Lost Harvest

In the early 1800s a windmill salesman passed through a Midwest farming area. This was long before the days of electricity, and so windmills were used to provide power to draw the needed water. The windmill salesman was quite skilled at what he did, and over a period of months, he wrote up hundreds of orders. Unfortunately, the company that employed the salesman could not produce enough windmills to keep up with his prolific orders—and so they fired him. Unwilling to make the adjustments necessary to meet the demand, the windmill company found it easier simply to get rid of the successful salesman who was giving them more work then they could handle. Thus a great “harvest” was lost!

You and I may chuckle as we think about such shortsightedness. What were the owners of the windmill factory thinking? Why didn’t they simply hire additional workers? Why didn’t they add a second shift? We may ask the same question about the twenty-first century church. Christ still needs many “salespeople” to convey the message of salvation which He offers to all. Jesus’ words are just as clear today as when He declared them two thousand years ago: “The harvest is plentiful, but the workers are few. Ask the Lord of the harvest, therefore, to send out workers into his harvest field” (Luke 10:2).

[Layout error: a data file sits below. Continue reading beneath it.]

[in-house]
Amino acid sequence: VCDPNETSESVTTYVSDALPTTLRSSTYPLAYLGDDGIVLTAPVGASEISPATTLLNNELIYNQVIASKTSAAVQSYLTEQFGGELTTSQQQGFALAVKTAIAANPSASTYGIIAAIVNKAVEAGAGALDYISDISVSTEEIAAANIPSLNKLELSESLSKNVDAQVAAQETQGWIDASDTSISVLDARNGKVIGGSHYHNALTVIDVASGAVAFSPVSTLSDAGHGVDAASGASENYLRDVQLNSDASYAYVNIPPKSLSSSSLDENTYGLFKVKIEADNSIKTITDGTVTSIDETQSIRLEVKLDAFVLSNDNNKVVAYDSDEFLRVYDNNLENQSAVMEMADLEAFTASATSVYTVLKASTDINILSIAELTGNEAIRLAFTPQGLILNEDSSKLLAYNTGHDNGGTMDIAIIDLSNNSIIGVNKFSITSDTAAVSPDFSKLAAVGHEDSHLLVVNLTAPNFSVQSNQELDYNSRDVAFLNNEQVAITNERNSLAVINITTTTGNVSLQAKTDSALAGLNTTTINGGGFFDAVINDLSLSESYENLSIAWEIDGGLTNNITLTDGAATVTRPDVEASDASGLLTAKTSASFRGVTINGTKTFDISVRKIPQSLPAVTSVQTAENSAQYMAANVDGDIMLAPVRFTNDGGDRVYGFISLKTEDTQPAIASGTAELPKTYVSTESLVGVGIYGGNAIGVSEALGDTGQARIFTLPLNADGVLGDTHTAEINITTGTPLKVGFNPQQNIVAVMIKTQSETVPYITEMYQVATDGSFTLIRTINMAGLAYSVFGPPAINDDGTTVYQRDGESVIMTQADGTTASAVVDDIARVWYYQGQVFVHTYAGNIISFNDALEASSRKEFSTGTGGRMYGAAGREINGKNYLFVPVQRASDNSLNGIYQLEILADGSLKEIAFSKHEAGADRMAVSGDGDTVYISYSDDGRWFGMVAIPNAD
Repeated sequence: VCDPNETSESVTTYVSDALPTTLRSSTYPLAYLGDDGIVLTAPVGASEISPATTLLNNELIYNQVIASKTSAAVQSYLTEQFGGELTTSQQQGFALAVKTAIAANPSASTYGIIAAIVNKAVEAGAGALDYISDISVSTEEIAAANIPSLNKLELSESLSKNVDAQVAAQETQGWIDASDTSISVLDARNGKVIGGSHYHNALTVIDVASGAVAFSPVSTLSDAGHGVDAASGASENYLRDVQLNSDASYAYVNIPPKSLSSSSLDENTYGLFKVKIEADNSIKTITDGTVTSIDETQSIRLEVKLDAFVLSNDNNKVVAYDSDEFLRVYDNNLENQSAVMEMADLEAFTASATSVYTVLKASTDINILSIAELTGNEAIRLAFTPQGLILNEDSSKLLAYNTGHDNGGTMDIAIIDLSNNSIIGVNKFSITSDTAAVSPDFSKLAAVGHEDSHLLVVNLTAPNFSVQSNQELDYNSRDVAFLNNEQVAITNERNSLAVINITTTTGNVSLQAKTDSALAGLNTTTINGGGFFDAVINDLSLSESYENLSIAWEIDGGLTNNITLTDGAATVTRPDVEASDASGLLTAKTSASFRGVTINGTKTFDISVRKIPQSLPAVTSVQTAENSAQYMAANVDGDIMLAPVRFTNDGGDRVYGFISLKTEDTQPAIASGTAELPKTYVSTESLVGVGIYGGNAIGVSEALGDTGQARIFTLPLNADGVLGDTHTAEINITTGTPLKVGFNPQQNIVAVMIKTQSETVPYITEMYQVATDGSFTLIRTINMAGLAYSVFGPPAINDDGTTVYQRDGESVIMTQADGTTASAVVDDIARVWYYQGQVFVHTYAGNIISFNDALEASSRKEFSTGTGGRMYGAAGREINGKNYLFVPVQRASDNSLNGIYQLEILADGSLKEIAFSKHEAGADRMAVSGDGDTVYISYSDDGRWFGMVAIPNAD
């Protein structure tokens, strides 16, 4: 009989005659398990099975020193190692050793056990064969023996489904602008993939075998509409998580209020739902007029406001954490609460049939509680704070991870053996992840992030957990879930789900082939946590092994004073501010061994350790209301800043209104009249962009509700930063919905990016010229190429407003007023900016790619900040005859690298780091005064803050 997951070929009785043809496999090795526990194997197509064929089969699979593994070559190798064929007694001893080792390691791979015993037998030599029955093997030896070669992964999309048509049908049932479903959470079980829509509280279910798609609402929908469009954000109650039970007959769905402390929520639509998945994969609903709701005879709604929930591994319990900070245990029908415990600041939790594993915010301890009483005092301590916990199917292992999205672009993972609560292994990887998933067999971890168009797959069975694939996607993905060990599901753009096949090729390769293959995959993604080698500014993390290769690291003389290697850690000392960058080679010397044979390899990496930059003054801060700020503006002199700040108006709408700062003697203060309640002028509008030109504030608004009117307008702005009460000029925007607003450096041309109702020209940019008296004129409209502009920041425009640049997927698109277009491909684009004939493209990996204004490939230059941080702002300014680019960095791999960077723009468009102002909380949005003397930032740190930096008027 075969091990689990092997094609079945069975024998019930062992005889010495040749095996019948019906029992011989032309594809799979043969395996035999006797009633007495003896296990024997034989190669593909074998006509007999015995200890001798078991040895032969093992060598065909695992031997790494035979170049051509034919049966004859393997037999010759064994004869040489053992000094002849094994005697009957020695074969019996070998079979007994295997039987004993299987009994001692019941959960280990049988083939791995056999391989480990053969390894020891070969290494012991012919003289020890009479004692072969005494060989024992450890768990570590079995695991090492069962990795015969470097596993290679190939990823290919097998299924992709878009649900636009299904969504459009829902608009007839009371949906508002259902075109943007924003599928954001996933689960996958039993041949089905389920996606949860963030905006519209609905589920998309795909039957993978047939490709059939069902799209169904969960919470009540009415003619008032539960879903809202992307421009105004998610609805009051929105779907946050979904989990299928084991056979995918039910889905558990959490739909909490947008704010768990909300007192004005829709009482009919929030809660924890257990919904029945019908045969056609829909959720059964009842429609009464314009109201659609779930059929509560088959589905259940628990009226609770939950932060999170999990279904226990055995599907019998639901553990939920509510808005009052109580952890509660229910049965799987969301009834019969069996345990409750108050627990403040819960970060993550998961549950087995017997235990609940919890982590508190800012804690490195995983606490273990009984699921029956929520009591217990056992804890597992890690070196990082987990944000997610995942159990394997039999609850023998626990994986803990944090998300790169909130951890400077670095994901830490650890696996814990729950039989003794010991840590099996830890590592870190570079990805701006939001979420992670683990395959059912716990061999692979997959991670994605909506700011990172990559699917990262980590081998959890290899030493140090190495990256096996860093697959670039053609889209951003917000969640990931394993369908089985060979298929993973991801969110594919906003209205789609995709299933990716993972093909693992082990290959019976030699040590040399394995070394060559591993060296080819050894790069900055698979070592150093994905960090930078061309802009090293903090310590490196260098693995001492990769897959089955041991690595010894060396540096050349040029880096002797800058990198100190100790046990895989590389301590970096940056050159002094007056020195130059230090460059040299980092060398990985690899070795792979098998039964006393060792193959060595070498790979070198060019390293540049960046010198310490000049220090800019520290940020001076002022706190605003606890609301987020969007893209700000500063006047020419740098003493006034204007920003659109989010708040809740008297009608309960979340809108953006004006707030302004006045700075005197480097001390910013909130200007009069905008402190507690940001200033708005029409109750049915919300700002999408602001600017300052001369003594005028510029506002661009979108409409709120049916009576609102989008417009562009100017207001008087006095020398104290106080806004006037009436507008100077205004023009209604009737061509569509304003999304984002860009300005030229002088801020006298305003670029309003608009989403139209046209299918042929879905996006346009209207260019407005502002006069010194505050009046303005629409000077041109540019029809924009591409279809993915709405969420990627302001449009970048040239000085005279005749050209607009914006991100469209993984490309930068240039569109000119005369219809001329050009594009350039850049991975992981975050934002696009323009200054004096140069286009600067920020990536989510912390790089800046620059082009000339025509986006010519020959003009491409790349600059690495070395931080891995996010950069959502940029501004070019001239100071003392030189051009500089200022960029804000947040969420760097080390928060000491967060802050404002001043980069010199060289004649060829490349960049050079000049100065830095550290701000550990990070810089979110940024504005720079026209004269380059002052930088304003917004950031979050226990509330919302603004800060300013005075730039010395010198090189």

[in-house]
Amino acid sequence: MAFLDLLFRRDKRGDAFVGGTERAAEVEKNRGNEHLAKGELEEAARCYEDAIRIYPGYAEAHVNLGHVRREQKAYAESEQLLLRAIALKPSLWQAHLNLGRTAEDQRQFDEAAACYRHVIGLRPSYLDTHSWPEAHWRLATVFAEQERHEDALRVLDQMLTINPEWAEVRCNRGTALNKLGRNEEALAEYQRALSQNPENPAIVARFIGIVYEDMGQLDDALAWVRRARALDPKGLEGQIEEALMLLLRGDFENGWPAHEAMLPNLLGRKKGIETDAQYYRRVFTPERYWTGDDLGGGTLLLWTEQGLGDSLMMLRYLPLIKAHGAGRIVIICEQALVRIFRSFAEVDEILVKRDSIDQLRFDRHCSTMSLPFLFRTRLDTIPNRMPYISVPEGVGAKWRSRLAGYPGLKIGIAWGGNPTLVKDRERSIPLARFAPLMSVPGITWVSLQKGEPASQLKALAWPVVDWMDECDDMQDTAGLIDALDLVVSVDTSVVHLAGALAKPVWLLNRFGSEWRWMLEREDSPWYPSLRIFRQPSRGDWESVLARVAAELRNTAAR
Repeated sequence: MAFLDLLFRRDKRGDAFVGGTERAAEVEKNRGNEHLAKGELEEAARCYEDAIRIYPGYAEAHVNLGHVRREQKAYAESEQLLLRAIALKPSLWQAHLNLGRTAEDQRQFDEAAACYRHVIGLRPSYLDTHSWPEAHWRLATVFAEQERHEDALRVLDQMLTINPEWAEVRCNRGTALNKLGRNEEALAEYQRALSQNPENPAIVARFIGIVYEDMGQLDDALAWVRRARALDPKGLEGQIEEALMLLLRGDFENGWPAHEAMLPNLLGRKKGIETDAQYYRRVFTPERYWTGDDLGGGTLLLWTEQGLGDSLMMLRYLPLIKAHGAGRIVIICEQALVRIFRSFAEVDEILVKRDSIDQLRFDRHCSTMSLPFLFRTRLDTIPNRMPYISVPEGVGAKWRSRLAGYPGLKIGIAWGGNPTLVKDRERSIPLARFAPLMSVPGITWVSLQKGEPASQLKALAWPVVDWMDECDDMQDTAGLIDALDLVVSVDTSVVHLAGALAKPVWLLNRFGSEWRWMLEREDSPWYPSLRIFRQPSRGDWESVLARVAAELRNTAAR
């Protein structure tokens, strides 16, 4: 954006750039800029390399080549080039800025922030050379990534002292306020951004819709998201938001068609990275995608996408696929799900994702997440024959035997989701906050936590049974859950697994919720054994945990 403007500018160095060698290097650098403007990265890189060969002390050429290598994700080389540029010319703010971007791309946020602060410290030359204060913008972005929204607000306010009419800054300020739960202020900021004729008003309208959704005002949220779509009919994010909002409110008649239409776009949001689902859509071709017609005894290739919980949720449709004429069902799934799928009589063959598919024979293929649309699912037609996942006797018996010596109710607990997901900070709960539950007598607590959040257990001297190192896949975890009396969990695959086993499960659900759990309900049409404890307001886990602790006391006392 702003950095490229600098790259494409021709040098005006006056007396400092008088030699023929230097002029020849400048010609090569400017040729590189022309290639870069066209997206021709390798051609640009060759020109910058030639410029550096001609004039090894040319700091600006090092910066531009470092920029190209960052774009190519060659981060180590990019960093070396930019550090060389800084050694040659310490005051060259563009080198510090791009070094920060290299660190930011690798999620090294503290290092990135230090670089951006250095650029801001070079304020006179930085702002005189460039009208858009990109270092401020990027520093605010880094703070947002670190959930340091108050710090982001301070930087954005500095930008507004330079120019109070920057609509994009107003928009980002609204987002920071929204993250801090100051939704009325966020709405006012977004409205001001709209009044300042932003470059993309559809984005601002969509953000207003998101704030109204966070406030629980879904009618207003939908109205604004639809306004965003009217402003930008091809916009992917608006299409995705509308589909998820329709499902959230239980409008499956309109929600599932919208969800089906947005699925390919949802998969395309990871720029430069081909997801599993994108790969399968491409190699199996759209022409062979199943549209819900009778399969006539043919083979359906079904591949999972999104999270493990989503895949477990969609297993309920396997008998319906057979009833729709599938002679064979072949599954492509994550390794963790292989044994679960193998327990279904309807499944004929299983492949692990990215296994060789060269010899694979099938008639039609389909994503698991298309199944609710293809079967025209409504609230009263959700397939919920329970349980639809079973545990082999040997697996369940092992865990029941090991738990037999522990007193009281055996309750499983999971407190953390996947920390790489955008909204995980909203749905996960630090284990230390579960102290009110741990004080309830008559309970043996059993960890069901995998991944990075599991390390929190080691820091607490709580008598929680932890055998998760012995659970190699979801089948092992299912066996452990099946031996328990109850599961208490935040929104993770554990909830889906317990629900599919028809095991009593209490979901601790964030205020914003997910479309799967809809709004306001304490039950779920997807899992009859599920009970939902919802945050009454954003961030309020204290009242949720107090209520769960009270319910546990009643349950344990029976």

Jesus frequently thought of His earthly mission in terms of harvesting. Following the conversion of the Samaritan woman at Jacob’s well, there was urgency in Jesus’ voice when He addressed the disciples: “Do you not say, ‘Four months more and then the harvest?’ I tell you, open your eyes and look at the fields! They are ripe for harvest” (John 4:35). The harvest here represents the multitude of potential believers that you and I meet day by day, who have yet to hear and respond to the gospel message. A sobering question is this: How many souls will go down to a Christ-less grave because you and I, like the owners of the windmill factory, have neglected to do what we’ve been called to do—telling others about Jesus—and thus failing the Lord of the Harvest!

—Paul W. Brubaker
September/October 2008